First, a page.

Media columnist Howard Kurtz, fresh from "reporting" on how much he loves a magazine published by one of his employers (and how it is more successful than a magazine his other employer recently sold), breaks the news that an employee of his other employer now has a slightly different job title.
Yes, the Washington Post's Dana Milbank is now an op-ed columnist, instead of whatever he was before. (What he was before was a columnist who was encouraged to be snide without betraying any actual opinions, which usually made his column a painful catalog of the cheapest possible shots.)
Of course Milbank's saving grace has always been that he actually reports his column, which means he occasionally finds genuinely entertaining bits of "color," and at his best he relates moments that humanize our elected officials. But apparently that was too hard, and so now he will just share his horrible puns and obnoxious cliches on their own.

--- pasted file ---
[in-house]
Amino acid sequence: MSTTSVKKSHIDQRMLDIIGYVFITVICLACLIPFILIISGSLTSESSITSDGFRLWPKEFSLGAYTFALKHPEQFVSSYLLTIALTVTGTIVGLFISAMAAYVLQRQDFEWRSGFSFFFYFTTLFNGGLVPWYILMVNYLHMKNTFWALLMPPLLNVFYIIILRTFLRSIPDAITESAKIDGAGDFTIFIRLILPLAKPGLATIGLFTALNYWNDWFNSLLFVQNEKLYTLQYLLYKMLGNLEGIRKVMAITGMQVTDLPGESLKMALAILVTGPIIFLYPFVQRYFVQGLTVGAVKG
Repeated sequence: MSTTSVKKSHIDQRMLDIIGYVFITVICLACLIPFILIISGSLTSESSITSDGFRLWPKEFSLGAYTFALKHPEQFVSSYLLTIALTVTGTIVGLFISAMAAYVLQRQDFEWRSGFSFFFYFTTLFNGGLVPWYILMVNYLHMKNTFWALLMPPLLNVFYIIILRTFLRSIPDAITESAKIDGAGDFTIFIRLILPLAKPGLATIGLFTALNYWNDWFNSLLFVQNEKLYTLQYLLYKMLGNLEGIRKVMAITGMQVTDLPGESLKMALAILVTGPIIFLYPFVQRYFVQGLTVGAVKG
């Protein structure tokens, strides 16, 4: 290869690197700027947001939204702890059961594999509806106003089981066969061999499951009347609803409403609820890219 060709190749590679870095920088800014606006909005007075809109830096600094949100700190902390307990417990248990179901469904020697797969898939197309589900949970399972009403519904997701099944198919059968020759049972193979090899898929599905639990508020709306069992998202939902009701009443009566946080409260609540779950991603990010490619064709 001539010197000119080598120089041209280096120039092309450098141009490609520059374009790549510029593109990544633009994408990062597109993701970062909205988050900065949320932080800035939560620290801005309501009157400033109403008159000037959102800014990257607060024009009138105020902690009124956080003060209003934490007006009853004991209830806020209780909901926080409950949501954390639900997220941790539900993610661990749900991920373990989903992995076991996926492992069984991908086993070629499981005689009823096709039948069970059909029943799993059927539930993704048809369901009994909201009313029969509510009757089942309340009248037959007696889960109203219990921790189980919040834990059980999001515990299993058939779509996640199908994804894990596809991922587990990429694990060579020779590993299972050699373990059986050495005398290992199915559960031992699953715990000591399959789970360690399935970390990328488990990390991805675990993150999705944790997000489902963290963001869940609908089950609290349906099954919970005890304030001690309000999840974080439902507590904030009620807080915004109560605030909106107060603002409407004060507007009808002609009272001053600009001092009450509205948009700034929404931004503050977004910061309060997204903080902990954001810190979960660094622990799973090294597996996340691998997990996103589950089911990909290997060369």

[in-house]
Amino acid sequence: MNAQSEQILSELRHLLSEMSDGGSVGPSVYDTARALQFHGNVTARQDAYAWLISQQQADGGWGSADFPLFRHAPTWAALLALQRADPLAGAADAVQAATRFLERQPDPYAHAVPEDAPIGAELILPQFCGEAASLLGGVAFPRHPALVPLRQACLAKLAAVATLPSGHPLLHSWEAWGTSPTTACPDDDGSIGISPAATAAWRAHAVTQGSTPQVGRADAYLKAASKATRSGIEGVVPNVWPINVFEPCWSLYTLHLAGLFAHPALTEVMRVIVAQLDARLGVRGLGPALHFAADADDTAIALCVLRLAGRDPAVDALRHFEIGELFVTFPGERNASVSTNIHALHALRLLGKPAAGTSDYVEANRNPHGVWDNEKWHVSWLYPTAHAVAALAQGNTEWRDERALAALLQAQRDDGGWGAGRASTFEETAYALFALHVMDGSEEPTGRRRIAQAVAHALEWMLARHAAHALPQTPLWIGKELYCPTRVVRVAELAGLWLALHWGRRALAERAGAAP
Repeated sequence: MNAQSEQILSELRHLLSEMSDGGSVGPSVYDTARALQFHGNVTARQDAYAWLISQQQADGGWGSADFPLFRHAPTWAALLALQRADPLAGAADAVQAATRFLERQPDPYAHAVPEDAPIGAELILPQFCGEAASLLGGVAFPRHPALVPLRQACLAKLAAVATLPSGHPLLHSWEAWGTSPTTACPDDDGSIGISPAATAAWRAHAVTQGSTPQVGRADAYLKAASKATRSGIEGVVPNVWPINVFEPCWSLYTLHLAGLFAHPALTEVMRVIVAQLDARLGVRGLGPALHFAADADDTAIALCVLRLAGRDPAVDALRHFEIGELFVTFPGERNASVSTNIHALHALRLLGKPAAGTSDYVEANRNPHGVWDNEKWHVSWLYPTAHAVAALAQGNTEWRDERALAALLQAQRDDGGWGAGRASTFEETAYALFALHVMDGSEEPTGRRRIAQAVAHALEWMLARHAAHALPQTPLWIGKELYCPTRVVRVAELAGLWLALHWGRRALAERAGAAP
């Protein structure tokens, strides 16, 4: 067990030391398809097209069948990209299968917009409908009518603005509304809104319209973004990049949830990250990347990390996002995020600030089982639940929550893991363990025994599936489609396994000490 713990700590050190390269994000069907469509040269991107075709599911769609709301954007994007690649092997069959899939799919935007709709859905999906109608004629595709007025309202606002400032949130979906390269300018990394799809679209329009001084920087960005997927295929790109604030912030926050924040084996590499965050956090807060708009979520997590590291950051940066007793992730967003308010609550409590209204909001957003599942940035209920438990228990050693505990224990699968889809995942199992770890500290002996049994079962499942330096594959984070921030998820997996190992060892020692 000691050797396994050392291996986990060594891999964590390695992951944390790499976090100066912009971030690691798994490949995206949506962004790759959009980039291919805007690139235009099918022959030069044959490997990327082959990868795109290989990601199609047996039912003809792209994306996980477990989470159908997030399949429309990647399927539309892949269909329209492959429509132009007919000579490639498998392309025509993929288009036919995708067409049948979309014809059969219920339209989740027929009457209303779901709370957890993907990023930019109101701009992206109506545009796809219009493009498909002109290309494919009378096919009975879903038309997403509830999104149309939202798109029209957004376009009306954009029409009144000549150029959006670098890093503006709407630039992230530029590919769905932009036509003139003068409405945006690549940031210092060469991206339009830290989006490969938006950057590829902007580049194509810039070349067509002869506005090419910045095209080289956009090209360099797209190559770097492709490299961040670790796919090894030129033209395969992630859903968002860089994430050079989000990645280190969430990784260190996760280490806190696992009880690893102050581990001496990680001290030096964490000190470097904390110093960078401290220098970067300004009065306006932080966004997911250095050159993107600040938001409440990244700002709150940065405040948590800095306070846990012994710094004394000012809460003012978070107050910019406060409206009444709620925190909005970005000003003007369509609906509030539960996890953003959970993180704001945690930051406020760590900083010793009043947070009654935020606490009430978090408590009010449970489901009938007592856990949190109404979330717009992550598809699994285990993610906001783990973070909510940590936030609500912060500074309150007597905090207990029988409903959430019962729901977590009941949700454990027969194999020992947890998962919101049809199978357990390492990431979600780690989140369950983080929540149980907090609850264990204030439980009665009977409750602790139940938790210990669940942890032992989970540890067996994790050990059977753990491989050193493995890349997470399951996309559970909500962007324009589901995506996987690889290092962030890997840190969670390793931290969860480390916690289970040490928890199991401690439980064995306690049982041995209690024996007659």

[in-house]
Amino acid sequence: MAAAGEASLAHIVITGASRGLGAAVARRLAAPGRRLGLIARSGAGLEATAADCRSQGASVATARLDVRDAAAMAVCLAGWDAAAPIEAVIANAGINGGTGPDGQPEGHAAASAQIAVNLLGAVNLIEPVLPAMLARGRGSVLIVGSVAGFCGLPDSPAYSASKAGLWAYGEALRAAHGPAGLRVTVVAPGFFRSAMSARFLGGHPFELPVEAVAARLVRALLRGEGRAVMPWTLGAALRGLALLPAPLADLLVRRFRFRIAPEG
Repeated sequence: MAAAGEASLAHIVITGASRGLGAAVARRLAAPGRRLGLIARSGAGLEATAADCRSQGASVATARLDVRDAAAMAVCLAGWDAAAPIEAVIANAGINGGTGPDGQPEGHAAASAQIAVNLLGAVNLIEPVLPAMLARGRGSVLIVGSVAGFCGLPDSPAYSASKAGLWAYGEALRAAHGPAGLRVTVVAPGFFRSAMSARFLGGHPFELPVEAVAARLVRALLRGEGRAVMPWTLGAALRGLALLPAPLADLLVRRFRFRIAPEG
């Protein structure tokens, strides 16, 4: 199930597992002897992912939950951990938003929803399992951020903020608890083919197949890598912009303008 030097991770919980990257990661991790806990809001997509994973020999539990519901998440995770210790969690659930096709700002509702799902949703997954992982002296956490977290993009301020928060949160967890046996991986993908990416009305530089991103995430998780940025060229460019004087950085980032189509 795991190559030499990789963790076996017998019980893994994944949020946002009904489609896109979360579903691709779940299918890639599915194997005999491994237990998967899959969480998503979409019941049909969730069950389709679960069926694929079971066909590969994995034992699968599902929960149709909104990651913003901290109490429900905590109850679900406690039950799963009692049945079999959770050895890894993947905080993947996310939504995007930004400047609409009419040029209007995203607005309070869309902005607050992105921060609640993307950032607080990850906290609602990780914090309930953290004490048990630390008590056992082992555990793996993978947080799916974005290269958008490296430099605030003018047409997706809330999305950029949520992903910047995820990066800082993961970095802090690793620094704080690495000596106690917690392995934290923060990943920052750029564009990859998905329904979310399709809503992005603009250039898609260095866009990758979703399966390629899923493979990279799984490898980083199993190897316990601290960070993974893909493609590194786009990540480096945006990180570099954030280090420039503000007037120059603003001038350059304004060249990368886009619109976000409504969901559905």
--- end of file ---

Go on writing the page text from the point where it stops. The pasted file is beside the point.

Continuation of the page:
Because haven't you always wanted to know more about Milbank himself, instead of the people he writes about?
Dana Milbank, who has been writing the "Washington Sketch" feature for nearly six years, is moving to the editorial page, where he will be free to opine at will. But Milbank says his writing will still be rooted in reporting and observation.
"Anybody reading my column would make an informed judgment that I'm left-of-center, and I wouldn't quarrel with that," he says. "But strongly ideological people on the left do not recognize me as one of their own."
Well, no, because Milbank has no coherent ideology beyond reflexive cynicism, and he shares the Beltway pundit class contempt for "strongly ideological people" who actually "believe" in things. But he thinks he's a liberal!
Dana, if you cast protest presidential votes for John McCain, Chuck Hagel, and Mike Bloomberg, then you are a Republican. You are not a far-right Republican, but you are safely "right-of-center." Even if you also think Sarah Palin is a loon and don't care if gay people get married.
Good news, though:
Milbank isn't putting his funny side -- which got him in trouble during the ill-fated "Mouthpiece Theater videos -- in a blind trust. He says he will still write some sketches online and contribute to a Post humor blog.
Thank god. The Post would be so dry without Dana Milbank's "funny side."